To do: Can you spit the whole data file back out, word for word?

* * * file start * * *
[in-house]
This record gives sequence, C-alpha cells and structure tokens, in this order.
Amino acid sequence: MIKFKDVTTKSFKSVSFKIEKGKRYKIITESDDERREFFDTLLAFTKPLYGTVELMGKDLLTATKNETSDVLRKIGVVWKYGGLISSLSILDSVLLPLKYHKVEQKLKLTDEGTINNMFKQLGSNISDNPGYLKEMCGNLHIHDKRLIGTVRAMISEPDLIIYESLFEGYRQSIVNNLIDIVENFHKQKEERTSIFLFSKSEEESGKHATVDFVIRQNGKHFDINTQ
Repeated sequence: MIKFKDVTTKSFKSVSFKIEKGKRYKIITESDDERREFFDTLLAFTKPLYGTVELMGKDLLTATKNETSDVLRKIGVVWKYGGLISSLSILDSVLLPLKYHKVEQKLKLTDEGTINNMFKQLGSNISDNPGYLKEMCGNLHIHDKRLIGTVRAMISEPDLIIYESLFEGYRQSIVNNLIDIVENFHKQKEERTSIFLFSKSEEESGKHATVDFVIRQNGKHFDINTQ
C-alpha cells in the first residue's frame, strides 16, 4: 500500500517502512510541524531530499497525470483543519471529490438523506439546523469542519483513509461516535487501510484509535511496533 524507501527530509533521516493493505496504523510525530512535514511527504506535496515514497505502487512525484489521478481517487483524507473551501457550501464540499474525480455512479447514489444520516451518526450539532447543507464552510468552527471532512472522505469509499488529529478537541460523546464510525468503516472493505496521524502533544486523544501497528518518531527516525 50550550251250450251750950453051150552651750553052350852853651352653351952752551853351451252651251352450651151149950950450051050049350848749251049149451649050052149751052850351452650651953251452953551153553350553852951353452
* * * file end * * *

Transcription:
[in-house]
This record gives sequence, C-alpha cells and structure tokens, in this order.
Amino acid sequence: MIKFKDVTTKSFKSVSFKIEKGKRYKIITESDDERREFFDTLLAFTKPLYGTVELMGKDLLTATKNETSDVLRKIGVVWKYGGLISSLSILDSVLLPLKYHKVEQKLKLTDEGTINNMFKQLGSNISDNPGYLKEMCGNLHIHDKRLIGTVRAMISEPDLIIYESLFEGYRQSIVNNLIDIVENFHKQKEERTSIFLFSKSEEESGKHATVDFVIRQNGKHFDINTQ
Repeated sequence: MIKFKDVTTKSFKSVSFKIEKGKRYKIITESDDERREFFDTLLAFTKPLYGTVELMGKDLLTATKNETSDVLRKIGVVWKYGGLISSLSILDSVLLPLKYHKVEQKLKLTDEGTINNMFKQLGSNISDNPGYLKEMCGNLHIHDKRLIGTVRAMISEPDLIIYESLFEGYRQSIVNNLIDIVENFHKQKEERTSIFLFSKSEEESGKHATVDFVIRQNGKHFDINTQ
C-alpha cells in the first residue's frame, strides 16, 4: 500500500517502512510541524531530499497525470483543519471529490438523506439546523469542519483513509461516535487501510484509535511496533 524507501527530509533521516493493505496504523510525530512535514511527504506535496515514497505502487512525484489521478481517487483524507473551501457550501464540499474525480455512479447514489444520516451518526450539532447543507464552510468552527471532512472522505469509499488529529478537541460523546464510525468503516472493505496521524502533544486523544501497528518518531527516525 50550550251250450251750950453051150552651750553052350852853651352653351952752551853351451252651251352450651151149950950450051050049350848749251049149451649050052149751052850351452650651953251452953551153553350553852951353452